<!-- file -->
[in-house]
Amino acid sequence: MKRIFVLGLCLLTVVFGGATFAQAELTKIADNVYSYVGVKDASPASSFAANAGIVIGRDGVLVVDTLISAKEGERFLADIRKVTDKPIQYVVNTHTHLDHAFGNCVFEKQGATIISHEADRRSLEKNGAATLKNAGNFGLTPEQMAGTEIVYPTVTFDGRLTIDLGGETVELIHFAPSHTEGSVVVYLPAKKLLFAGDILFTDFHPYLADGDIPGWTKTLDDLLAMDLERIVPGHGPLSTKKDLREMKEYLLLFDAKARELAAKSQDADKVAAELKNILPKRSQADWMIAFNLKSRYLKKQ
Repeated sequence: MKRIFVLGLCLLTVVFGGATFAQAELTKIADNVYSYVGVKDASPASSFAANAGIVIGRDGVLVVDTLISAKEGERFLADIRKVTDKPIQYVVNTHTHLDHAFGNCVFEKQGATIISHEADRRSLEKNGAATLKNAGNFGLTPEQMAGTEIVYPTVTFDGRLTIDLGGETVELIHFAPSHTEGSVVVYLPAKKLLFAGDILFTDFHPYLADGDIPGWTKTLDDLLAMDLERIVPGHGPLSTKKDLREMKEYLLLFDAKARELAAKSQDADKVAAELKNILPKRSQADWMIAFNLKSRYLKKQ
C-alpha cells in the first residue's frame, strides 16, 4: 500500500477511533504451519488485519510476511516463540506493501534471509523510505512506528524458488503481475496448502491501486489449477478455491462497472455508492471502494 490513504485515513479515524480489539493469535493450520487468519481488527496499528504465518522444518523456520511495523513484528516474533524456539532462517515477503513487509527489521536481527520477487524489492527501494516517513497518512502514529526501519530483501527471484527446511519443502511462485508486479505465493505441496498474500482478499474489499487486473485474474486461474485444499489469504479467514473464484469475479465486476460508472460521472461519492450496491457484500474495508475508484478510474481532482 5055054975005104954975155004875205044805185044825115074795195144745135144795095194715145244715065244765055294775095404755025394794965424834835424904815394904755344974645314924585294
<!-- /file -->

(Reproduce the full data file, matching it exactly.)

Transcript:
[in-house]
Amino acid sequence: MKRIFVLGLCLLTVVFGGATFAQAELTKIADNVYSYVGVKDASPASSFAANAGIVIGRDGVLVVDTLISAKEGERFLADIRKVTDKPIQYVVNTHTHLDHAFGNCVFEKQGATIISHEADRRSLEKNGAATLKNAGNFGLTPEQMAGTEIVYPTVTFDGRLTIDLGGETVELIHFAPSHTEGSVVVYLPAKKLLFAGDILFTDFHPYLADGDIPGWTKTLDDLLAMDLERIVPGHGPLSTKKDLREMKEYLLLFDAKARELAAKSQDADKVAAELKNILPKRSQADWMIAFNLKSRYLKKQ
Repeated sequence: MKRIFVLGLCLLTVVFGGATFAQAELTKIADNVYSYVGVKDASPASSFAANAGIVIGRDGVLVVDTLISAKEGERFLADIRKVTDKPIQYVVNTHTHLDHAFGNCVFEKQGATIISHEADRRSLEKNGAATLKNAGNFGLTPEQMAGTEIVYPTVTFDGRLTIDLGGETVELIHFAPSHTEGSVVVYLPAKKLLFAGDILFTDFHPYLADGDIPGWTKTLDDLLAMDLERIVPGHGPLSTKKDLREMKEYLLLFDAKARELAAKSQDADKVAAELKNILPKRSQADWMIAFNLKSRYLKKQ
C-alpha cells in the first residue's frame, strides 16, 4: 500500500477511533504451519488485519510476511516463540506493501534471509523510505512506528524458488503481475496448502491501486489449477478455491462497472455508492471502494 490513504485515513479515524480489539493469535493450520487468519481488527496499528504465518522444518523456520511495523513484528516474533524456539532462517515477503513487509527489521536481527520477487524489492527501494516517513497518512502514529526501519530483501527471484527446511519443502511462485508486479505465493505441496498474500482478499474489499487486473485474474486461474485444499489469504479467514473464484469475479465486476460508472460521472461519492450496491457484500474495508475508484478510474481532482 5055054975005104954975155004875205044805185044825115074795195144745135144795095194715145244715065244765055294775095404755025394794965424834835424904815394904755344974645314924585294